Thoughts on startups by investors that
fund them & entrepreneurs that run them

Is the Startups Buzz Dimming?

Is the bloom off of the startups rose? Two days ago the New York Times published this story about investors getting pickier.

Investors pickier on startups

I think the NYTimes’ headline is slightly off from the story’s content. It’s not that much about a rocky recent past; it’s more about money being too easy in the recent past, and now, as a natural result, things get tighter because “easy” money doesn’t always mean enough of the due diligence and thought to make good deals.

This is what I hear from my own sources. I had a conversation over the weekend, before either of us had seen the NYTimes story, about startups going down, even giving back investors’ money. The gist of it was that money had been too easy.

Despite its headline, the story quotes several people along those lines, For example:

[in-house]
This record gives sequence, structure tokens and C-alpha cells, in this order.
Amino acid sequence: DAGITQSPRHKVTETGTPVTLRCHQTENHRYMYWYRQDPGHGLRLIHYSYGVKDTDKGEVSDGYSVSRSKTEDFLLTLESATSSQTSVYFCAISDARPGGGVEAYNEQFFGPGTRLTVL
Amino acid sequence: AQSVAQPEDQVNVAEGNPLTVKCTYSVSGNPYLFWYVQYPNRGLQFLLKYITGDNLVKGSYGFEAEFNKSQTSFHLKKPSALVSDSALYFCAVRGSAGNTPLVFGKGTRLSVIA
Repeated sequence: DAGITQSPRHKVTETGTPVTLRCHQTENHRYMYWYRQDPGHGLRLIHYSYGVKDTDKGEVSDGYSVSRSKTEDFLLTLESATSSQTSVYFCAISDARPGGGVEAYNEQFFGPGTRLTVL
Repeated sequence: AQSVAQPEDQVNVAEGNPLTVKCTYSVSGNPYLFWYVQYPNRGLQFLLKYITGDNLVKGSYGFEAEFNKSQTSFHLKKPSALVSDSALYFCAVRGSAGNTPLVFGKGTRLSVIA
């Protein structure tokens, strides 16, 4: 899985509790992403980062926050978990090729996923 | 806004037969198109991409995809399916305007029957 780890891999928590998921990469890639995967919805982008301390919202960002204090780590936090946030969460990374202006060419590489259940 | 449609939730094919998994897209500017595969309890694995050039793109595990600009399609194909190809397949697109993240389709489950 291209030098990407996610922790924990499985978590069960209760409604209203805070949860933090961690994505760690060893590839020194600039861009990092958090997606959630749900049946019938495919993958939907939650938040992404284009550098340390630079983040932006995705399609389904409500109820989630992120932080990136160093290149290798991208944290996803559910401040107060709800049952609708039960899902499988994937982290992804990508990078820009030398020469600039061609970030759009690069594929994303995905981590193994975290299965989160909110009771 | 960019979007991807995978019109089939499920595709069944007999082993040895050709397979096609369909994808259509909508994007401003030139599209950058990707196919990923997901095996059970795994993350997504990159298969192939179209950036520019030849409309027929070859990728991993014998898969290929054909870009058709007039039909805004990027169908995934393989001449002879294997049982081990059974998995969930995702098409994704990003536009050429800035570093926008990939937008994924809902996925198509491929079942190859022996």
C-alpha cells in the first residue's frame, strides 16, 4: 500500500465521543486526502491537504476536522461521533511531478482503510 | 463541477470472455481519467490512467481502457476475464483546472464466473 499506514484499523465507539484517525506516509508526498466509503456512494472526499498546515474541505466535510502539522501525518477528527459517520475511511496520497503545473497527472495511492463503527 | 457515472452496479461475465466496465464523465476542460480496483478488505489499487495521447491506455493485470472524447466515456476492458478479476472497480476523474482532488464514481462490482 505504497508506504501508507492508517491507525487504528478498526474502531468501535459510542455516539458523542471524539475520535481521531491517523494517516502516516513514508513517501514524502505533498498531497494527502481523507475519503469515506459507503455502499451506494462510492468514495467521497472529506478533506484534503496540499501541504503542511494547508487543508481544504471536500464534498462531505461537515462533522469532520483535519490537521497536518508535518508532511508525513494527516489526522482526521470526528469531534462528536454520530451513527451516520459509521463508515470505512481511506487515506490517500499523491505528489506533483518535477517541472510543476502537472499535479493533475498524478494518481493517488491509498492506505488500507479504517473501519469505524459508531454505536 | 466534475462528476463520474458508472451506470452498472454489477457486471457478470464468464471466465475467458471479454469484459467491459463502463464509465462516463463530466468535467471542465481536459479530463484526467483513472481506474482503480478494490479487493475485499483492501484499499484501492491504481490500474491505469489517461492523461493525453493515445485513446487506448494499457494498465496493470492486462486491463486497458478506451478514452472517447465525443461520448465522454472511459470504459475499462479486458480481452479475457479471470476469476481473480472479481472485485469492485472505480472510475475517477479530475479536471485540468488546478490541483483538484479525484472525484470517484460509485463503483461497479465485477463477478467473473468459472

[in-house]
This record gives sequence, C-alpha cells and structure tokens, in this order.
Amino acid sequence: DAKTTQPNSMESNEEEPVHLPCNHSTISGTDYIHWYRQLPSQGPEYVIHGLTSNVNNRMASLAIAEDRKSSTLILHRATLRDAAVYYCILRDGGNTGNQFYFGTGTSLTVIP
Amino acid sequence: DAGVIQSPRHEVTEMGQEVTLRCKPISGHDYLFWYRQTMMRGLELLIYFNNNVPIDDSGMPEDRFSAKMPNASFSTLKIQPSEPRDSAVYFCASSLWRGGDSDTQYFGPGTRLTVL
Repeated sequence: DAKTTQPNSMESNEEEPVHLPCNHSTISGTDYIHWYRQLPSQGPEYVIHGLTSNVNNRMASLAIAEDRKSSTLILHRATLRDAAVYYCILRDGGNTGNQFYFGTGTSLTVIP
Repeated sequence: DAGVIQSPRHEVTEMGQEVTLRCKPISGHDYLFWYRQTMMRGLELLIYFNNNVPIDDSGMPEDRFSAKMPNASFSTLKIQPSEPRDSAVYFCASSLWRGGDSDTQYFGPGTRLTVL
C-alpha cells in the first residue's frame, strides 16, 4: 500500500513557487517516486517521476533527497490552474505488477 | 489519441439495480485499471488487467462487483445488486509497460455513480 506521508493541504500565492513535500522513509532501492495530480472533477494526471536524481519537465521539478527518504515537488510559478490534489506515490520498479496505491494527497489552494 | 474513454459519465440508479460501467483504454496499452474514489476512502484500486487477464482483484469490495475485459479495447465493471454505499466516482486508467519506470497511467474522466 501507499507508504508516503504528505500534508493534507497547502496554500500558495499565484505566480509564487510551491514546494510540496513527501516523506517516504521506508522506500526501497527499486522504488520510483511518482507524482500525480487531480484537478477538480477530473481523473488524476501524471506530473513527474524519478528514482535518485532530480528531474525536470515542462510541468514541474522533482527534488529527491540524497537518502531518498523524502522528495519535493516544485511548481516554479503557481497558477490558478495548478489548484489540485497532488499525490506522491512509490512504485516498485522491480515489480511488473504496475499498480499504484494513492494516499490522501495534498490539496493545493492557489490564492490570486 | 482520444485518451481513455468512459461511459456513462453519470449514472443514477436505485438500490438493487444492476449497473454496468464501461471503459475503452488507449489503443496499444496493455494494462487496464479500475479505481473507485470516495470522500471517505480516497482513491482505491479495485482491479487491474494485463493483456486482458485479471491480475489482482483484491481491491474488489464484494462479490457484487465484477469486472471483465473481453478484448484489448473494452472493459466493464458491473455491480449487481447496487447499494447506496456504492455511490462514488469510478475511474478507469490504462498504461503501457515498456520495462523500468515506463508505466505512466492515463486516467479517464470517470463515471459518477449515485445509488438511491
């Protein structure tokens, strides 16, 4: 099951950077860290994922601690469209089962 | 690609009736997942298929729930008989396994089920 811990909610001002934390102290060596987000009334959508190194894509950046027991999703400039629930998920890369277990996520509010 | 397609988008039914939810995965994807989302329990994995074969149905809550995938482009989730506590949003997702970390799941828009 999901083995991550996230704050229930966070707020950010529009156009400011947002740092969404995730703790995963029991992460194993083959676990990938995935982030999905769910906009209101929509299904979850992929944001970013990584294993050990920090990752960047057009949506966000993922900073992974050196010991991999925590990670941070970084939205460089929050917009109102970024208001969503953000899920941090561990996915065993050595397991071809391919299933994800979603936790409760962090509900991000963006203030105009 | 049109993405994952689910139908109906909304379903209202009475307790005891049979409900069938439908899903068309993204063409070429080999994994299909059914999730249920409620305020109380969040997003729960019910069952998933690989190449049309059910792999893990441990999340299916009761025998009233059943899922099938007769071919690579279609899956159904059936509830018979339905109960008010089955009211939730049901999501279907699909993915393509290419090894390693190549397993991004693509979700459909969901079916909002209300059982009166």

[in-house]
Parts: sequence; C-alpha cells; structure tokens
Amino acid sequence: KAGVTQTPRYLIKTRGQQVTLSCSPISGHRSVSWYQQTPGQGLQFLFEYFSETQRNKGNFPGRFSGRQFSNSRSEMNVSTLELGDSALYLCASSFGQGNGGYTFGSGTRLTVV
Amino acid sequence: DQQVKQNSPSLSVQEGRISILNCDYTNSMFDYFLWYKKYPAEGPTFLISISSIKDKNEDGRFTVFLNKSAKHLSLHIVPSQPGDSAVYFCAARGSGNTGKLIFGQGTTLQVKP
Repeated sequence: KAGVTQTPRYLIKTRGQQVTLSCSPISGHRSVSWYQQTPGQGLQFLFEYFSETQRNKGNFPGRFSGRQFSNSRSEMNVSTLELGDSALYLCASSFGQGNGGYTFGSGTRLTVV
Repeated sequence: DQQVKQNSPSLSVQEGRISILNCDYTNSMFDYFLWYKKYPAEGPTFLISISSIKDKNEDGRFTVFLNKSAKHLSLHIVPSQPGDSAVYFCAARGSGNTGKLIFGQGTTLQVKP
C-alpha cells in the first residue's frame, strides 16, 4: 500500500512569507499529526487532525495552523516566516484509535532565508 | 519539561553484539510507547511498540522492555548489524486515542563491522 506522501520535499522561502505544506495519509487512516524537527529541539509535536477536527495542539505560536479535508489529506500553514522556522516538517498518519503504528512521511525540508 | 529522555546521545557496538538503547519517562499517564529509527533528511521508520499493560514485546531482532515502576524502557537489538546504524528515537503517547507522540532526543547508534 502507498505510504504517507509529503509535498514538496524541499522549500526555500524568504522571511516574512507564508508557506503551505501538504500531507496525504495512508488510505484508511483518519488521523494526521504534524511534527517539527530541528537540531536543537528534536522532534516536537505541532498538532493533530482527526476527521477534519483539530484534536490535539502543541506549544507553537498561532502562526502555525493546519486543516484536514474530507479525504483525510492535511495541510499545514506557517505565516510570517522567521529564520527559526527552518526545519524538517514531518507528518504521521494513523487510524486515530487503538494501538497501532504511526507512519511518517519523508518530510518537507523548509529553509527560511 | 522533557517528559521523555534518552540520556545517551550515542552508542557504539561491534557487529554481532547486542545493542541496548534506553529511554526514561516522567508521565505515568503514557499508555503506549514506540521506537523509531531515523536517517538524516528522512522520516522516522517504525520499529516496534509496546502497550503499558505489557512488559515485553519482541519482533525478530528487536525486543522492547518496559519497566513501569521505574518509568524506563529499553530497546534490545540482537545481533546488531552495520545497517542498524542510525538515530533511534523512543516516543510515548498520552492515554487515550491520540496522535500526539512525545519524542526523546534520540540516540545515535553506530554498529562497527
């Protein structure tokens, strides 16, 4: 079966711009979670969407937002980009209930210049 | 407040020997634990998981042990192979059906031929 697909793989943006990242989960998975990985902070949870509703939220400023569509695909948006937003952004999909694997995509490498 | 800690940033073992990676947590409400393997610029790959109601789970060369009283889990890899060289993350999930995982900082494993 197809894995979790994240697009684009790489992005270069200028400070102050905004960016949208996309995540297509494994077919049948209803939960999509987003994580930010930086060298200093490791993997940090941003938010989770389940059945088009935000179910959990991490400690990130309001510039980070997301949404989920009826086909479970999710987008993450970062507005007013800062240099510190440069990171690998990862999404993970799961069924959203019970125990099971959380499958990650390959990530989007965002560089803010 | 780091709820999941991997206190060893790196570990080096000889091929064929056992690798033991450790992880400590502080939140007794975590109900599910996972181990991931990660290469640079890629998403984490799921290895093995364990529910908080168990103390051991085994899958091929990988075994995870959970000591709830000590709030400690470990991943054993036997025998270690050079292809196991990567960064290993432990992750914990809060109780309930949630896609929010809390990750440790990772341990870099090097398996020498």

Earlier, entrepreneurs didn’t need a real monetization strategy,” said Brian O’Malley, an early investor at Battery Ventures. “They could punt on revenue indefinitely because their investment dollars were their revenue. They could fund their start-ups with funding versus customers.

And this one:

Part of the problem is simple math. Angel investors seed businesses with small sums, often less than $1.5 million. But to grow a business, entrepreneurs eventually have to solicit financing from the venture capitalists who invest on behalf of endowments, pension funds, foundations and the like. And while the number of angels eager to write checks has increased, the number of active venture capitalists has decreased.

And my favorite, indicating a classic reality check:

The realities of building an enduring business are starting to sink in. “It has never been easier to start a company, and never harder to build one,” said David Lee, a venture capitalist at SV Angel, an early-stage investment firm.

One group that doesn’t lose, in this scenario, is the subset of startups funded in 2012 that have launched successfully and are doing well. The view is always better from the eyes of a head standing up above the rest of the crowd.

What do you think?

Written by Tim Berry

user Tim Berry

Tim is the founder of Palo Alto Software and, the co-founder of Borland International, and the official business planning coach at He has been called the "Obi-wan Kenobe of business planning" and "The Father of Business Planning." He is a serial author of books and software on business planning.

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